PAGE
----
Republican U.S. Representative Judy Biggert from Illinois recently declared that she considered same-sex marriage to be a state issue. She then went on to suggest that the federal government does not make laws regarding polygamy and bigamy, and that those are left up to the states.
Smartphones and other electronic media are commonplace in Illinois homes. But while technology allows us to stay in touch with others better, it can also facilitate relationships that could lead to the dissolution of a marriage. Yet the very thing that helps furtive liaisons along can be what brings them to light.
The Supreme Court of Illinois has punched a significant hole in the state's ban on divorce for the mentally disabled. Previously, guardians could not start divorce proceedings for the mentally disabled under their care. This meant that the mentally disabled person's husband or wife had to initiate a divorce if it was ever to occur. The prohibition also included those who may have become mentally disabled after the marriage took place. For example, post-marriage disablement might occur due to injury or diseases associated with aging, such as Alzheimer's. Basically, the non-disabled spouse was in charge.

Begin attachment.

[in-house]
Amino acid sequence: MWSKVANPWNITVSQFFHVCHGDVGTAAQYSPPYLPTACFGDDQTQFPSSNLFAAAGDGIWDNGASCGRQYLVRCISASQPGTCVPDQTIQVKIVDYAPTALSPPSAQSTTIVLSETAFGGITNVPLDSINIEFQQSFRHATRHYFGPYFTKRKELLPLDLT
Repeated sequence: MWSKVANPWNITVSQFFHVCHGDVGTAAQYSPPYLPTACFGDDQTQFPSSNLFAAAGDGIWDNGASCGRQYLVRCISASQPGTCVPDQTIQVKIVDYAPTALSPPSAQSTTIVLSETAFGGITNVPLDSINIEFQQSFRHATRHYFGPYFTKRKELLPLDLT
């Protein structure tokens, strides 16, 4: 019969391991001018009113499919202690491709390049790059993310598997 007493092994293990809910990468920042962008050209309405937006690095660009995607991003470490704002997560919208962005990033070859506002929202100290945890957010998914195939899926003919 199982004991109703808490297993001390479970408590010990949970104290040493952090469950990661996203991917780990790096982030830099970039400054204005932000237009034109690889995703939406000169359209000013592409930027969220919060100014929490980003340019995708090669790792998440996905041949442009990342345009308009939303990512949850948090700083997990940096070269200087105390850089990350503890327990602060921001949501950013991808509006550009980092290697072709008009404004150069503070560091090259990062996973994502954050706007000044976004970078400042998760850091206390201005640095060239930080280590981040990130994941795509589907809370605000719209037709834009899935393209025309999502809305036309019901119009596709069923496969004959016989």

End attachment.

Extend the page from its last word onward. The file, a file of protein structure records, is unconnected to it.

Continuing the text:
A Cook County court has begun hearing a case that challenges the constitutionality of the definition of marriage under the Illinois Marriage and Dissolution of Marriage Act. Enacted in 1996, the act defines marriage as being between a man and a woman, effectively prohibiting same sex couples from obtaining a marriage license.
A judge has held boxing legend Evander Holyfield in contempt for failing to pay $560,000 in child support. To avoid further criminal charges he will have to make monthly payments of $3,950. He has already made an initial payment of $17,700, and the family law court will require at least a portion of future payments to be garnished out of his income.